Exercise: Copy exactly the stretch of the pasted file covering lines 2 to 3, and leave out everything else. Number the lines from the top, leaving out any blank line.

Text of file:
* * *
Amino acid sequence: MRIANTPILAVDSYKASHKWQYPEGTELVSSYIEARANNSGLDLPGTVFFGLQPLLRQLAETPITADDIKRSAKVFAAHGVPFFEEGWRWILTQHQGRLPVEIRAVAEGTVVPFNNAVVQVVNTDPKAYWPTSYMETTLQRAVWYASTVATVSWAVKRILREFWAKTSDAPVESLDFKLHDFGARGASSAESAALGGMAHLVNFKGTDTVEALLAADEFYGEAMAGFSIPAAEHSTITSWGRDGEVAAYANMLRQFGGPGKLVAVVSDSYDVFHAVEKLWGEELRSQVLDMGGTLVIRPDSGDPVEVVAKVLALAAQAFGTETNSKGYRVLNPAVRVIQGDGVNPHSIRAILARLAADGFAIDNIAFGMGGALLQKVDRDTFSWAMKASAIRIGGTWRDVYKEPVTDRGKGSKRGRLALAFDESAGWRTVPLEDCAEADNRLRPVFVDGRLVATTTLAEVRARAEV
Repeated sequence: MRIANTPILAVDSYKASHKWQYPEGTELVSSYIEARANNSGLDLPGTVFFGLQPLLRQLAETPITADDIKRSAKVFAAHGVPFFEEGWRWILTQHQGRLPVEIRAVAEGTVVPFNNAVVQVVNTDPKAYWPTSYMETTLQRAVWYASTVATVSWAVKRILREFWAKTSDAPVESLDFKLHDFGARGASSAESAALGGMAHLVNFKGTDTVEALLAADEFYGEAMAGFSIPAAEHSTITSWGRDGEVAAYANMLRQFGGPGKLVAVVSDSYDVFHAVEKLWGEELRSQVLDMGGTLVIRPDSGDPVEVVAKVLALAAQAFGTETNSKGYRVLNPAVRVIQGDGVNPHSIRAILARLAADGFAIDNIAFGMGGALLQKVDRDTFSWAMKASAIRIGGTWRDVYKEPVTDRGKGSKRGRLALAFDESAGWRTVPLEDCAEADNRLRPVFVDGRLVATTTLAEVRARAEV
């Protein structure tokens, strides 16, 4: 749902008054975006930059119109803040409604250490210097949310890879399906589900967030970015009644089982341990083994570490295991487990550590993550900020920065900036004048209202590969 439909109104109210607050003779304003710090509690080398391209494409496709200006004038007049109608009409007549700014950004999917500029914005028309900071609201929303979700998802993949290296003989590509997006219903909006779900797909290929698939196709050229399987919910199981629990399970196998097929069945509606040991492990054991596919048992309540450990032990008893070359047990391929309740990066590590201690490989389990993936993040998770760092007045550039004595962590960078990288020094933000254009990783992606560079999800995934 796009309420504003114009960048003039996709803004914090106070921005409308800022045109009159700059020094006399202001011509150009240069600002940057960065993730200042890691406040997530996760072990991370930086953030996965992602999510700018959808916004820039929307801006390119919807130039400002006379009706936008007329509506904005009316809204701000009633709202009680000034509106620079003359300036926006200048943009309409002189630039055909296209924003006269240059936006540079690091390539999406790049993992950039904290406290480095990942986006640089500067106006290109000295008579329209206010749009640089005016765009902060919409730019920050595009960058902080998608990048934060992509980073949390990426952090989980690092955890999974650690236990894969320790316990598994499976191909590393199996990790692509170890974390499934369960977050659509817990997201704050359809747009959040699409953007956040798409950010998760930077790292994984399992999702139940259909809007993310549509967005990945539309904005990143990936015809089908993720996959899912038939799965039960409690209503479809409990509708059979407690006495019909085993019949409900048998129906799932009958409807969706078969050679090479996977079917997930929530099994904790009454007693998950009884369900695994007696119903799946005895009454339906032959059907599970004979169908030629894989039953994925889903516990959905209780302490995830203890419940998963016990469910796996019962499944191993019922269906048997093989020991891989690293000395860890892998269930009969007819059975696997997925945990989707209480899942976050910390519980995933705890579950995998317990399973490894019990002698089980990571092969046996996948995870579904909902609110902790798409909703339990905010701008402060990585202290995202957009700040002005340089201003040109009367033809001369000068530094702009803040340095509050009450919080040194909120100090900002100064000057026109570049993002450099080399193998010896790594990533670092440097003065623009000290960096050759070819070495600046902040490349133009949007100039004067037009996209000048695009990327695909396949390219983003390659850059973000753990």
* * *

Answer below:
Repeated sequence: MRIANTPILAVDSYKASHKWQYPEGTELVSSYIEARANNSGLDLPGTVFFGLQPLLRQLAETPITADDIKRSAKVFAAHGVPFFEEGWRWILTQHQGRLPVEIRAVAEGTVVPFNNAVVQVVNTDPKAYWPTSYMETTLQRAVWYASTVATVSWAVKRILREFWAKTSDAPVESLDFKLHDFGARGASSAESAALGGMAHLVNFKGTDTVEALLAADEFYGEAMAGFSIPAAEHSTITSWGRDGEVAAYANMLRQFGGPGKLVAVVSDSYDVFHAVEKLWGEELRSQVLDMGGTLVIRPDSGDPVEVVAKVLALAAQAFGTETNSKGYRVLNPAVRVIQGDGVNPHSIRAILARLAADGFAIDNIAFGMGGALLQKVDRDTFSWAMKASAIRIGGTWRDVYKEPVTDRGKGSKRGRLALAFDESAGWRTVPLEDCAEADNRLRPVFVDGRLVATTTLAEVRARAEV
């Protein structure tokens, strides 16, 4: 749902008054975006930059119109803040409604250490210097949310890879399906589900967030970015009644089982341990083994570490295991487990550590993550900020920065900036004048209202590969 439909109104109210607050003779304003710090509690080398391209494409496709200006004038007049109608009409007549700014950004999917500029914005028309900071609201929303979700998802993949290296003989590509997006219903909006779900797909290929698939196709050229399987919910199981629990399970196998097929069945509606040991492990054991596919048992309540450990032990008893070359047990391929309740990066590590201690490989389990993936993040998770760092007045550039004595962590960078990288020094933000254009990783992606560079999800995934 796009309420504003114009960048003039996709803004914090106070921005409308800022045109009159700059020094006399202001011509150009240069600002940057960065993730200042890691406040997530996760072990991370930086953030996965992602999510700018959808916004820039929307801006390119919807130039400002006379009706936008007329509506904005009316809204701000009633709202009680000034509106620079003359300036926006200048943009309409002189630039055909296209924003006269240059936006540079690091390539999406790049993992950039904290406290480095990942986006640089500067106006290109000295008579329209206010749009640089005016765009902060919409730019920050595009960058902080998608990048934060992509980073949390990426952090989980690092955890999974650690236990894969320790316990598994499976191909590393199996990790692509170890974390499934369960977050659509817990997201704050359809747009959040699409953007956040798409950010998760930077790292994984399992999702139940259909809007993310549509967005990945539309904005990143990936015809089908993720996959899912038939799965039960409690209503479809409990509708059979407690006495019909085993019949409900048998129906799932009958409807969706078969050679090479996977079917997930929530099994904790009454007693998950009884369900695994007696119903799946005895009454339906032959059907599970004979169908030629894989039953994925889903516990959905209780302490995830203890419940998963016990469910796996019962499944191993019922269906048997093989020991891989690293000395860890892998269930009969007819059975696997997925945990989707209480899942976050910390519980995933705890579950995998317990399973490894019990002698089980990571092969046996996948995870579904909902609110902790798409909703339990905010701008402060990585202290995202957009700040002005340089201003040109009367033809001369000068530094702009803040340095509050009450919080040194909120100090900002100064000057026109570049993002450099080399193998010896790594990533670092440097003065623009000290960096050759070819070495600046902040490349133009949007100039004067037009996209000048695009990327695909396949390219983003390659850059973000753990």